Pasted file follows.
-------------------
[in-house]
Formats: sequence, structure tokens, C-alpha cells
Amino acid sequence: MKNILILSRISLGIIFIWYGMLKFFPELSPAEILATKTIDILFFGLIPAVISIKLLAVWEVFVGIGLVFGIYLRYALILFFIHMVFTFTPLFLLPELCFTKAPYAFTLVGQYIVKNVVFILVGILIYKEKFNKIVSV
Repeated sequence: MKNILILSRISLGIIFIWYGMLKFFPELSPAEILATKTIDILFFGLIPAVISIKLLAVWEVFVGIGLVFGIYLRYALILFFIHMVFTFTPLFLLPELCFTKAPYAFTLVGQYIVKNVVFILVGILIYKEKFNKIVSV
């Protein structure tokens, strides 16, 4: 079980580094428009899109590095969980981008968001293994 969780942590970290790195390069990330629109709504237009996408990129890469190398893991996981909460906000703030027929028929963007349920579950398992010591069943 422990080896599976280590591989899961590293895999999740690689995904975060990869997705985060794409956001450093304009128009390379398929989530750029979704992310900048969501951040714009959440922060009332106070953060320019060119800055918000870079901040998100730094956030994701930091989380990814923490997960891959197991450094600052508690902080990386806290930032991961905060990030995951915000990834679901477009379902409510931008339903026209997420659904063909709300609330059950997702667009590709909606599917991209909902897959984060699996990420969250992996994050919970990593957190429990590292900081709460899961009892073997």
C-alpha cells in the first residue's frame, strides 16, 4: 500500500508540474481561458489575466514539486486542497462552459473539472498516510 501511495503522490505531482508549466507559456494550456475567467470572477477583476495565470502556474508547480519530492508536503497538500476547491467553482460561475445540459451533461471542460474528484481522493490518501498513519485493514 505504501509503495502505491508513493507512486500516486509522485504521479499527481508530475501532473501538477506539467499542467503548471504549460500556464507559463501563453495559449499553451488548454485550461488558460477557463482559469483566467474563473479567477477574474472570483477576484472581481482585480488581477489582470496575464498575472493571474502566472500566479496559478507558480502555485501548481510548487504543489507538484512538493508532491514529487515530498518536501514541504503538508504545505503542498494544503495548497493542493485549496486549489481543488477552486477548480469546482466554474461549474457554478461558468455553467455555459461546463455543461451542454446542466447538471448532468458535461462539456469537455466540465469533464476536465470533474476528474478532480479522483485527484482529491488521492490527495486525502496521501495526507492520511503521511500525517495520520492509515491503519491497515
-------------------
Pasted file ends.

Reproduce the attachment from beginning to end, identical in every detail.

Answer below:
[in-house]
Formats: sequence, structure tokens, C-alpha cells
Amino acid sequence: MKNILILSRISLGIIFIWYGMLKFFPELSPAEILATKTIDILFFGLIPAVISIKLLAVWEVFVGIGLVFGIYLRYALILFFIHMVFTFTPLFLLPELCFTKAPYAFTLVGQYIVKNVVFILVGILIYKEKFNKIVSV
Repeated sequence: MKNILILSRISLGIIFIWYGMLKFFPELSPAEILATKTIDILFFGLIPAVISIKLLAVWEVFVGIGLVFGIYLRYALILFFIHMVFTFTPLFLLPELCFTKAPYAFTLVGQYIVKNVVFILVGILIYKEKFNKIVSV
């Protein structure tokens, strides 16, 4: 079980580094428009899109590095969980981008968001293994 969780942590970290790195390069990330629109709504237009996408990129890469190398893991996981909460906000703030027929028929963007349920579950398992010591069943 422990080896599976280590591989899961590293895999999740690689995904975060990869997705985060794409956001450093304009128009390379398929989530750029979704992310900048969501951040714009959440922060009332106070953060320019060119800055918000870079901040998100730094956030994701930091989380990814923490997960891959197991450094600052508690902080990386806290930032991961905060990030995951915000990834679901477009379902409510931008339903026209997420659904063909709300609330059950997702667009590709909606599917991209909902897959984060699996990420969250992996994050919970990593957190429990590292900081709460899961009892073997």
C-alpha cells in the first residue's frame, strides 16, 4: 500500500508540474481561458489575466514539486486542497462552459473539472498516510 501511495503522490505531482508549466507559456494550456475567467470572477477583476495565470502556474508547480519530492508536503497538500476547491467553482460561475445540459451533461471542460474528484481522493490518501498513519485493514 505504501509503495502505491508513493507512486500516486509522485504521479499527481508530475501532473501538477506539467499542467503548471504549460500556464507559463501563453495559449499553451488548454485550461488558460477557463482559469483566467474563473479567477477574474472570483477576484472581481482585480488581477489582470496575464498575472493571474502566472500566479496559478507558480502555485501548481510548487504543489507538484512538493508532491514529487515530498518536501514541504503538508504545505503542498494544503495548497493542493485549496486549489481543488477552486477548480469546482466554474461549474457554478461558468455553467455555459461546463455543461451542454446542466447538471448532468458535461462539456469537455466540465469533464476536465470533474476528474478532480479522483485527484482529491488521492490527495486525502496521501495526507492520511503521511500525517495520520492509515491503519491497515